Giuseppe (‘Beppe’) Rinaldi is of the rare vinous breed in the Northwestern Italian Piedmont. As one of the last traditional Barolo makers he strives to preserve his father’s and grandfather’s lifelong wisdom acquired through decades in winemaking as well as the wine’s cultural heritage. However rebellious to innovation Giuseppe Rinaldi had been, even he decided to give up some of his traditional approaches to Barolo making when, in 2009, the new, stricter DOCG labelling laws came to force [read below about his blended Barolos].
Soil samples at Giuseppe Rinaldi winery
Barolo itself is a tiny village in the Piedmontese hills, but the appellation stretches across a wider area of rolling, curvy and painter’s brush attracting hills, that when observed from above like waves ripple through the horizon. This, by the former Savoyard nobility cherished land, encompasses eleven villages. Of these, La Morra, Monforte d’Alba, Barolo and Serralunga d’Alba, are the biggest communes with most vineyards planted. Rinaldi resides right in the outskirts of Barolo.
Giuseppe Rinaldi wine tasting room
The Rinaldi winery was established by Beppe’s grandfather, and the ageing winemaker himself is committed to the heritage of Barolo, about which he has a deeply rooted knowledge dug out from the local archives. The interior of the winery reflects his almost archaic longings. Like a Barolo’s antique store, dusty with memories triggering objects  – grandchildren’s drawings, dog photographs, tigers, owls, rusty objects and mouldy bottles, the stone building whispers anti-authoritarian slogans like “No Barrique, No Berlusconi” announcing Rinaldi’s distaste of novelty. The pealing off walls, hard to fading labels and everything mellowing into by grey defined hues is like the wine he has been making for decades – genuine, personal and reminiscent of the vintage long gone.
Barolos by Giuseppe Rinaldi
The winemaking operations are also far from modern. Haphazardly scattered pipes and old vats remind of traditional rustic family style winemaking, and not a place where bottles of wine costing hundreds of dollars are made. Using oval-shaped old Slavonian oak barrels for maturation and over hundred years old vats for fermentation is still unquestionable. Although, Rinaldi’s two young daughters – an agronomist Carlotta and oenologist Marta (English speaking and very friendly) – continue so far in his strictly navigated steps, the future will soon be in their own hands.
The hyper casual Giuseppe Rinaldi dresses the challenging tannic Nebbiolo into a freshly cut male leather coat, and as its youthful mouth squeezing harshness matures, it gives way to its characteristic violet, smooth leather, tar and rose scented aromas.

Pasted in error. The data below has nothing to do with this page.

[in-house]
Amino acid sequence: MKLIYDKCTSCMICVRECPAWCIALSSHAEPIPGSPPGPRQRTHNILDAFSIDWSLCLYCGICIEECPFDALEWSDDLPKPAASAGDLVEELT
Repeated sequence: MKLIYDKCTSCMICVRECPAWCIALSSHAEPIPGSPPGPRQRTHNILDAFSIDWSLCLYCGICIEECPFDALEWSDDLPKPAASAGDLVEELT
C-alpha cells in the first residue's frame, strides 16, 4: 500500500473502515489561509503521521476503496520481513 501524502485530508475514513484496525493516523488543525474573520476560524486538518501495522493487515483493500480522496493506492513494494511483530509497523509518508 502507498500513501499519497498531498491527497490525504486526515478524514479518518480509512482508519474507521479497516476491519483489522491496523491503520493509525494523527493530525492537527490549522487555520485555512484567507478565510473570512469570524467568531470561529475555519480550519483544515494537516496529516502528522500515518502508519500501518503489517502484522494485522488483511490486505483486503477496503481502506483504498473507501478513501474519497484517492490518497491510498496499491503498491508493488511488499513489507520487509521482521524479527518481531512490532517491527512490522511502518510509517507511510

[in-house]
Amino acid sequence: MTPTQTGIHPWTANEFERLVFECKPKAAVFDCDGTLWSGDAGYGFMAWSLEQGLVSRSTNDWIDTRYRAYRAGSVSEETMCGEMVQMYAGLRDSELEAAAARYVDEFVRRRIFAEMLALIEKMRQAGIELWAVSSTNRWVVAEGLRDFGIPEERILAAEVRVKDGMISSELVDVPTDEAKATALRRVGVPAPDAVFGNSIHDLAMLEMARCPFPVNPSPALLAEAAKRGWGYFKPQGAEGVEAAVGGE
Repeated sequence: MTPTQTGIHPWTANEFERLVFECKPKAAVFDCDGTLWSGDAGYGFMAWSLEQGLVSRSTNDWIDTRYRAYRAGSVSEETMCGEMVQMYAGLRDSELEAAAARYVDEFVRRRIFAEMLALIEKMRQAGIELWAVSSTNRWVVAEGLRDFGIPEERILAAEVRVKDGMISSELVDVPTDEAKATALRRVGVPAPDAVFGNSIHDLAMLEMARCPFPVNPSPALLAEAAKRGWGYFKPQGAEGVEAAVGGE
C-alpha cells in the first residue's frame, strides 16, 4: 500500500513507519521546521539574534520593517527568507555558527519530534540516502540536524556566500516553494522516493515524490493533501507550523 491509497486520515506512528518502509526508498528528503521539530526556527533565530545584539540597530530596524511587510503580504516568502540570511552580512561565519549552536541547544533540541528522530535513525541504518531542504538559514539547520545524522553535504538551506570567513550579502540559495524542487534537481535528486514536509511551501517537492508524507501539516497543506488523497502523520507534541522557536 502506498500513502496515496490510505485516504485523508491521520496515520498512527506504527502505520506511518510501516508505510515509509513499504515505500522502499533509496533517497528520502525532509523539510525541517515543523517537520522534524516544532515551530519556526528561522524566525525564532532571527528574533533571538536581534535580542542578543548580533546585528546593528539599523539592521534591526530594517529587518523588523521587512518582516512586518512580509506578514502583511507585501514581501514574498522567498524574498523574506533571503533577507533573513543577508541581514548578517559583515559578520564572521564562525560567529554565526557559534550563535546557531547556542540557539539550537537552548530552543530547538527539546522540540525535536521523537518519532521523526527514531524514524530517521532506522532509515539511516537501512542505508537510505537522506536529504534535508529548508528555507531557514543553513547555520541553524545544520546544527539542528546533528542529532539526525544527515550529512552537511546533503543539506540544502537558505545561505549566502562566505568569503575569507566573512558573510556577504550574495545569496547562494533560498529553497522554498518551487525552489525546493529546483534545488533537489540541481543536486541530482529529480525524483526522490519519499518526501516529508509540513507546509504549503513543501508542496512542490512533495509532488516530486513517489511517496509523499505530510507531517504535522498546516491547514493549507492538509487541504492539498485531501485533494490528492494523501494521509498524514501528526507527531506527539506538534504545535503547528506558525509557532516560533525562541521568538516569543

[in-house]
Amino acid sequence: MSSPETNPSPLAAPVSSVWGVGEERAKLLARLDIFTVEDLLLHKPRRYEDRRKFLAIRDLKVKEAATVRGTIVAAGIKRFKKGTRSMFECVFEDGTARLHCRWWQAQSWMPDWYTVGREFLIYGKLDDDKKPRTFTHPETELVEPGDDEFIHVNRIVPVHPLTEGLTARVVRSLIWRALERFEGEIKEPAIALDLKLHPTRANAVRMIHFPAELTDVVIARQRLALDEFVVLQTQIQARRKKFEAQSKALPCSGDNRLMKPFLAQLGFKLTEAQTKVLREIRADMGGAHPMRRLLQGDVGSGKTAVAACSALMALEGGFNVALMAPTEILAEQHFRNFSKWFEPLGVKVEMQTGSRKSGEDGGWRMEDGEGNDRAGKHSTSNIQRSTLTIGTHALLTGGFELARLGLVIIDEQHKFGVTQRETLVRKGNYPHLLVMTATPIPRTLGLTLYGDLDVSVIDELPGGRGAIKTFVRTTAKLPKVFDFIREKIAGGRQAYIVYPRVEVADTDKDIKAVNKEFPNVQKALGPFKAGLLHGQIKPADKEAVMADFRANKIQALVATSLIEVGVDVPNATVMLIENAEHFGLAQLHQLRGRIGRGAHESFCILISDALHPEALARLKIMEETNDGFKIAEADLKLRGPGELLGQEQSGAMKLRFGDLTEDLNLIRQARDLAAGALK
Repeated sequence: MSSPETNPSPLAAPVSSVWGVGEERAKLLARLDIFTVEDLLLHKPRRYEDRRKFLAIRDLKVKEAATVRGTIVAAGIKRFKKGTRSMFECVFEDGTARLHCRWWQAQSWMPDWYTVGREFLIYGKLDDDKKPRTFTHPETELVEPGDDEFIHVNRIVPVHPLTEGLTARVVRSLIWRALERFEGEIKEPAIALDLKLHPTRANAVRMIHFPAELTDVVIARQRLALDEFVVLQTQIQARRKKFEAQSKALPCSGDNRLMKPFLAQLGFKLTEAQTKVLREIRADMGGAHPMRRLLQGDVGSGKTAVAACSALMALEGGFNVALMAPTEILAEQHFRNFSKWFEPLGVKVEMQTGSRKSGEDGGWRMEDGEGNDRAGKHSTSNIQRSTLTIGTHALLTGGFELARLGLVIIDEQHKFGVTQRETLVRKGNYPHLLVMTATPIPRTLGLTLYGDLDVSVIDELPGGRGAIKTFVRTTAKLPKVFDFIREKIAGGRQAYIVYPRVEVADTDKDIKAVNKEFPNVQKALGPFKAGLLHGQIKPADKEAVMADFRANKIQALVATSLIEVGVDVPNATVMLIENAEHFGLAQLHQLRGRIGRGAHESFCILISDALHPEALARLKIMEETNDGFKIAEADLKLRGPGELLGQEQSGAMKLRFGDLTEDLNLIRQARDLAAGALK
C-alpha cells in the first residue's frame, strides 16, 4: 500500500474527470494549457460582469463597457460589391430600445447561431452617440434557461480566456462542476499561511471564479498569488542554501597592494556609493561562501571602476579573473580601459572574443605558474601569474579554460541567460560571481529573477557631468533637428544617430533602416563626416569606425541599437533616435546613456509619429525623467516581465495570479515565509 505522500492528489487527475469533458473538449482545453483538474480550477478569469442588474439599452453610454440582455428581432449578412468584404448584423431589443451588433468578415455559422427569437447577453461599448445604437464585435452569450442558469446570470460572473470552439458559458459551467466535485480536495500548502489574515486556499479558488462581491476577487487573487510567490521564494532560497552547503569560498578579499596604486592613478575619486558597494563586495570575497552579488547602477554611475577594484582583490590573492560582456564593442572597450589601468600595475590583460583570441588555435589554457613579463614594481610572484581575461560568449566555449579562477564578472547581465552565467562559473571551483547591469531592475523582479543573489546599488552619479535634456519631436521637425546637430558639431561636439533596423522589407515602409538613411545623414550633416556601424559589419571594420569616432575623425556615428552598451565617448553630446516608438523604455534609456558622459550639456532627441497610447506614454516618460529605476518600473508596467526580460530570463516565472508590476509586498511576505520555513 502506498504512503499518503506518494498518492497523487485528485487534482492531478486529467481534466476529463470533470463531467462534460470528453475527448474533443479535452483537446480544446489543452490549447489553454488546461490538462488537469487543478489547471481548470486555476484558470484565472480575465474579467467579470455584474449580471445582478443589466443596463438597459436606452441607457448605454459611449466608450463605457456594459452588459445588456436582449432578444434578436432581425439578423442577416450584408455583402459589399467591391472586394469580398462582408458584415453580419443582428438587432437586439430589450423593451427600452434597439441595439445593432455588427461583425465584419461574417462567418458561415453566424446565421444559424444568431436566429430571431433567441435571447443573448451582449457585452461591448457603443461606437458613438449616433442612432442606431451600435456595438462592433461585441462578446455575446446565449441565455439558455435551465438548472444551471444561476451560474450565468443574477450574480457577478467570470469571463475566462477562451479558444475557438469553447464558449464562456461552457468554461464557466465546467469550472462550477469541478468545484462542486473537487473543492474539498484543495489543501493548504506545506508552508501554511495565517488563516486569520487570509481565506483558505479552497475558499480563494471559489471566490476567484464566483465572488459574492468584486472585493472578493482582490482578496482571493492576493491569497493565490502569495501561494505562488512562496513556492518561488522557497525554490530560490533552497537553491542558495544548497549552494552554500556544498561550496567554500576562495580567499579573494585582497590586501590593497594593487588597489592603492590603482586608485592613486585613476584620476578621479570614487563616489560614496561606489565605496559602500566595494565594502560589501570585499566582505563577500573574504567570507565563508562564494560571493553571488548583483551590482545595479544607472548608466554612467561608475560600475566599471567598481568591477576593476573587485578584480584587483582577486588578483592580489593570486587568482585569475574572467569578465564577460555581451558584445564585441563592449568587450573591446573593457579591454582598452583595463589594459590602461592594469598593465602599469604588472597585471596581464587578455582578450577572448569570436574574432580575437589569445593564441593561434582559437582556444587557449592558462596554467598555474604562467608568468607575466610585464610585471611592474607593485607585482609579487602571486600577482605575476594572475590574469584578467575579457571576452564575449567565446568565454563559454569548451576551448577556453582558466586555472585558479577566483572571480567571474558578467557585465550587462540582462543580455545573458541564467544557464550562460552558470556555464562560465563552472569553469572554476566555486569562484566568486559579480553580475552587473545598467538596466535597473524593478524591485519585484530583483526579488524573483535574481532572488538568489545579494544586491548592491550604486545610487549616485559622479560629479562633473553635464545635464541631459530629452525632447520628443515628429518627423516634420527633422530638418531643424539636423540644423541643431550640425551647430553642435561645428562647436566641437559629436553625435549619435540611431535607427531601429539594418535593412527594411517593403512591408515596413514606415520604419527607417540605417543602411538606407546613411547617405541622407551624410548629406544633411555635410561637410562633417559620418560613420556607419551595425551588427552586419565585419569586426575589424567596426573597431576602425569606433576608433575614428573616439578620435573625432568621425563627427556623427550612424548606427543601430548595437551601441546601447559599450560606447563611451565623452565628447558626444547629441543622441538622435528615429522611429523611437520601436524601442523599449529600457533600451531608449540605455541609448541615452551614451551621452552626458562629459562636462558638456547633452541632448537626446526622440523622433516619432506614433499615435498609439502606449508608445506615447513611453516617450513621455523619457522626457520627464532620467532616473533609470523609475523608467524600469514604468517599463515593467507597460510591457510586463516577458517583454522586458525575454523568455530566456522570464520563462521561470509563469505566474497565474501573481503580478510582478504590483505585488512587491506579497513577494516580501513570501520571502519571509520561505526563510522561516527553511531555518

Slavonian oak barrel at Giuseppe Rinaldi winery
Nebbiolo’s name comes from the Italian word “nebia” meaning a fog. The cool autumn mornings mysteriously hover the Piedmontese valleys with a carpet of fluffy fog. The finished wines’ colour tends to fade only a few years after the vintage, quickly transforming itself into a brick orange veteran. Yet, this façade is only to deceive your eyes, since the wine continues its slow transformation into a complex and rich aged Nebbiolo.
Giuseppe Rinaldi Barolo Brunate Le Coste 1998
Giuseppe Rinaldi used to make blended Barolo from complementing vineyards such as the Brunate Le Coste 1998 we savoured at Locanda dell Arco restaurant in a tiny village of Cissone. From the 2010 vintage, however, the new rules for the DOCG Barolo’s came to force and he had to decide, if he wants to continue this successful, high scores yielding, practice or to produce only single vineyard titled wine. He went for the second option, and as the 2010 Brunate shows in it 97 points by the US publication Wine Spectator, the wine still overwhelmed the palates of the tasting juries globally (Jancis Robinson gave it 18/20points).
Another blended Barolo was the Cannubi San Lorenzo-Ravera, which you will also find only up to the above mentioned 2009 vintage. Rinaldi’s easy drinking daily wine Dolcetto and Barbera are more affordable, although not as complex, they are more approachable for many wine drinkers.
Giuseppe Rinaldi also makes the youthful white Ruchè and another local, unfortunately slowly disappearing, pinkish red Freisa, that has high tannins like Nabbiolo, but is less capable of ageing and less complex. Its strawberry scented aromas make for a perfect lunch wine, while its bitter tannins call for a generous chunk of butter over your pasta to tame their force.
Barolo, in particular the traditionally made, is not a wine for everyone. You may become to appreciate it much more if you either visit the area like I did and meet the generous local people behind its creation or you already are a bold, eloquent and muscular red wine connoisseur.
 3 Via Monforte, Barolo 12060, Cuneo, Piedmont, Italy
 +39 17356156